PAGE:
Upset Trump pushes for 'good shutdown' of government
President Trump called for a government shutdown later this year to further the goals of the Republican Party.
On Tuesday morning, Trump said a shutdown is necessary for Republicans to negotiate with Democrats on a spending bill next September after the current spending bill runs its course.
He argued that the government closure would help to clean up the “mess” in Washington, D.C., either by prompting Senate Republicans to scrap the legislative filibuster's 60-vote threshold — something many GOP lawmakers oppose — or by boosting the Republicans in the 2018 congressional election
Trump's comments came in the aftermath of a congressional deal on a continuing resolution to keep the government funded through September.
And Democrats secured a number of wins at Trump's expense. The bipartisan, $1 trillion spending bill stipulates that none of the money can go toward constructing Trump's promised U.S.-Mexico border wall. The legislators also rejected most of Trump's proposed cuts to the nation's nonmilitary spending.
Amid criticism from some conservatives over the deal, Trump argued that Republicans gave the concessions to Democrats because they didn't have enough senatorial votes to go it alone. An alternative to scrapping the filibuster, Trump suggested, was for voters to elect more Republicans to the Senate in the 2018 midterms.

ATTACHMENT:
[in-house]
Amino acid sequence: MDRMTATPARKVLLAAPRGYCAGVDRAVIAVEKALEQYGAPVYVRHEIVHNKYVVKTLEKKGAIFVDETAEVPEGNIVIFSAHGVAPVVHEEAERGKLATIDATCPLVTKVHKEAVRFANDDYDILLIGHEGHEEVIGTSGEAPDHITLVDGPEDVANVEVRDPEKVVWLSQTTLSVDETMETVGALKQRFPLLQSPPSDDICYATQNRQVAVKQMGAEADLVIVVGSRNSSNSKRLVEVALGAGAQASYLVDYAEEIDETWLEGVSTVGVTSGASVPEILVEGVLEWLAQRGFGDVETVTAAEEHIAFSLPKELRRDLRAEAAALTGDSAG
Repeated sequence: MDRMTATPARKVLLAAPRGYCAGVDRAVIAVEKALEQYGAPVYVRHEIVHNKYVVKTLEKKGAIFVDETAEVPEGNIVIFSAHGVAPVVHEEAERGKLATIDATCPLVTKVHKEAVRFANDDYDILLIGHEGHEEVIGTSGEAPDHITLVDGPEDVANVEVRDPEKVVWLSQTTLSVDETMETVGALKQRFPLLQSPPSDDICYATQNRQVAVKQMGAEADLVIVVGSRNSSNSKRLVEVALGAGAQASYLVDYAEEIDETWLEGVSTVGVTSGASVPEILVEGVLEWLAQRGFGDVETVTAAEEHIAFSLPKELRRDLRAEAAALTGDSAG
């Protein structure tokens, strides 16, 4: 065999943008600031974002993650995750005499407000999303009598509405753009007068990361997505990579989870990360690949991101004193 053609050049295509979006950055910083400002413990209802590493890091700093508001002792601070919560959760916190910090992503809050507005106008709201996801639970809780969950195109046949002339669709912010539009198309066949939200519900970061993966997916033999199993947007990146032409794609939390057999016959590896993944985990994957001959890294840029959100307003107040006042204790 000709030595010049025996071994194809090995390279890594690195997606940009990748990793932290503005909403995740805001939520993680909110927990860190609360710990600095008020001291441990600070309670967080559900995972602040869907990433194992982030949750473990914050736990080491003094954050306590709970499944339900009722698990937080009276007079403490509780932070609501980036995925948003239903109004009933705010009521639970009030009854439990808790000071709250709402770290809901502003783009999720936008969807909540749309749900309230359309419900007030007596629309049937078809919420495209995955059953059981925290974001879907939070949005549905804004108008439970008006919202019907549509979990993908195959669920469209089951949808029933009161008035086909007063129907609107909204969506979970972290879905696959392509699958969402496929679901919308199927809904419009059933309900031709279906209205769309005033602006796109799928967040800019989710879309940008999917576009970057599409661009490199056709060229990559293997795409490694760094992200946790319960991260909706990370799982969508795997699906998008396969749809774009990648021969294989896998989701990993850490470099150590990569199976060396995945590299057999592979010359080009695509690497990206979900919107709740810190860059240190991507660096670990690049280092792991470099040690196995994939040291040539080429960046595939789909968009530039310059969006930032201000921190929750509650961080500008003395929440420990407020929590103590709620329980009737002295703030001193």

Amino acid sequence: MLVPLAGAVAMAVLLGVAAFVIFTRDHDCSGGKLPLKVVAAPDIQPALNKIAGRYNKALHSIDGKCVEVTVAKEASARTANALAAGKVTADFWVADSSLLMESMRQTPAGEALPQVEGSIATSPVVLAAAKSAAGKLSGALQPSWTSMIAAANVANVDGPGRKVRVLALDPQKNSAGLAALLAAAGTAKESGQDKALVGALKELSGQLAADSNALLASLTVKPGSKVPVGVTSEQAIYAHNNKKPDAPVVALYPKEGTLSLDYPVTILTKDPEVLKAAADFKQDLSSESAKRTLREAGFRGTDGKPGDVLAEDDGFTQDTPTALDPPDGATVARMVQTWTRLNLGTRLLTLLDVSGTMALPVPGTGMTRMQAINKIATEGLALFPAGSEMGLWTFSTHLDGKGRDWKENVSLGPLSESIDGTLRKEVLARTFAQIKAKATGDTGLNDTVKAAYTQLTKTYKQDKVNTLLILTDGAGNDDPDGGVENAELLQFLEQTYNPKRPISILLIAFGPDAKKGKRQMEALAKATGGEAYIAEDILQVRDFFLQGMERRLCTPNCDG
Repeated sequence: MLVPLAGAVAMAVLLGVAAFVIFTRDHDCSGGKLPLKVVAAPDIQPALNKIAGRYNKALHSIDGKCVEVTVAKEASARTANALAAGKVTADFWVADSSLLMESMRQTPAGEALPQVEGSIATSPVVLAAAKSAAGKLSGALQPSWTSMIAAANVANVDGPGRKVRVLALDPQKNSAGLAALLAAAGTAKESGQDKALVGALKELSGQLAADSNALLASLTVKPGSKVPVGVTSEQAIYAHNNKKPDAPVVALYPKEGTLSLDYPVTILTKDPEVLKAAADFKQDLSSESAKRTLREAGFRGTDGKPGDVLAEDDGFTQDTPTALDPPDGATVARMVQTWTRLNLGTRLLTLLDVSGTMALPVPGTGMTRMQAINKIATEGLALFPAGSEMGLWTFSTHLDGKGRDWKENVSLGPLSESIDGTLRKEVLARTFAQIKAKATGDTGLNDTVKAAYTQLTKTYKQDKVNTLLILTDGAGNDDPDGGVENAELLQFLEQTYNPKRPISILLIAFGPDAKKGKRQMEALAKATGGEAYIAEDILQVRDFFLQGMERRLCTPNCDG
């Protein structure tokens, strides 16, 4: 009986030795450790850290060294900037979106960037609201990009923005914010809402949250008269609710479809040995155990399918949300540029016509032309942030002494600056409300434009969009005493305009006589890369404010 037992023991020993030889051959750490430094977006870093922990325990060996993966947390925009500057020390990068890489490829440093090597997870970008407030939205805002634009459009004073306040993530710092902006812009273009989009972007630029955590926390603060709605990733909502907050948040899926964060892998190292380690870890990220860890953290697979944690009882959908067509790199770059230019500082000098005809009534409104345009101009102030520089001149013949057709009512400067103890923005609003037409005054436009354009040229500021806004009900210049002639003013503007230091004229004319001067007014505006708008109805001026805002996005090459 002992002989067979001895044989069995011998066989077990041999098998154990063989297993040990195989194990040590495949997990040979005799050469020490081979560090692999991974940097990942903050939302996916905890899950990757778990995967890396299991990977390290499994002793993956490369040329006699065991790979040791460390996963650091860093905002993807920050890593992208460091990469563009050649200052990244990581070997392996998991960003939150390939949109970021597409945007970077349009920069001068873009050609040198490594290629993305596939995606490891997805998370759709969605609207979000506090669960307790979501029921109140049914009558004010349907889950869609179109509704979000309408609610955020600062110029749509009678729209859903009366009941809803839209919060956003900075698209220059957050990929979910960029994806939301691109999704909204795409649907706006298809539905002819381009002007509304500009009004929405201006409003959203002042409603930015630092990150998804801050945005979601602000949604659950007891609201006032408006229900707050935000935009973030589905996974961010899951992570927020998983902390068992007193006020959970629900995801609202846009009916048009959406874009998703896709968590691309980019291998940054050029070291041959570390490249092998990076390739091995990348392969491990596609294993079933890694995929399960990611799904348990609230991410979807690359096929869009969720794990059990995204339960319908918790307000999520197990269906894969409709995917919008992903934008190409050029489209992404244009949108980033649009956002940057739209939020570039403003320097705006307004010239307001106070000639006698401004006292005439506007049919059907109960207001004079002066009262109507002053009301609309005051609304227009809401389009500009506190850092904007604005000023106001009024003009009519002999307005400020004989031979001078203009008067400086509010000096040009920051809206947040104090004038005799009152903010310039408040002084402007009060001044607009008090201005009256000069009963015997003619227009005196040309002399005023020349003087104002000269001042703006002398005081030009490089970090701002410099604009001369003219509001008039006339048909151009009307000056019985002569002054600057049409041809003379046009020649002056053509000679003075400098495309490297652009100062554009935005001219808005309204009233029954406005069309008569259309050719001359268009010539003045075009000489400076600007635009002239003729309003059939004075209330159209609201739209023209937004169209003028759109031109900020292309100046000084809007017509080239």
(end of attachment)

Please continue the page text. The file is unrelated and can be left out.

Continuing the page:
Trump has repeatedly expressed frustration at Congress for not quickly embracing his legislative agenda. In a recent interview, Trump denounced the rules of Congress as “unbelievably archaic and slow-moving,” and he called Democrats “totally obstructionist” at a rally in Pennsylvania on Saturday. Nevertheless, he said, Republicans would win the “great battles” ahead.
Republicans recently moved to scrap the filibuster and its 60-vote threshold for Supreme Court confirmations, after Democrats previously did the same for lower-court judges. However, a bipartisan supermajority of 61 senators said in March that they opposed eliminating the filibuster for legislation.
Indeed, Senate Majority Leader Mitch McConnell, R-Ky., vowed last month that he would never abolish that 60-vote threshold that's needed to end filibusters.
On a conference call with reporters, Office of Management and Budget Director Mick Mulvaney called Trump's push for a shutdown “defensible” but said he was focused on the current proposal.
“Right now, I'm not worried about September. I'm worried about this deal that's in front of us,” Mulvaney said. “But I think the president's tweet was that we might need a shutdown at some point to drive home that this place — that Washington needs to be fixed. I think that's a defensible position, one we'll deal with in September.”
As Mulvaney began his answer, a participant on the call put the exchange on hold, and music flooded in, providing the OMB director with a swelling but unwelcome score to accompany his remarks. After a classical piece, the music turned to patriotic pop like “Yankee Doodle Dandy” and finally “America the Beautiful.” From another line came what sounded like a baby crying.
Before Trump's provocative call for a government shutdown, the news cycle was on track for the second straight day to focus on his peculiar understanding of the underlying factors leading to the Civil War. Trump had questionably claimed that the country's seventh president, Andrew Jackson, who died in 1845, would have prevented the Civil War, which lasted from 1861 to 1865, from breaking out had he been around at the time. Trump's apparent fondness for autocrats was also bubbling up in the news cycle.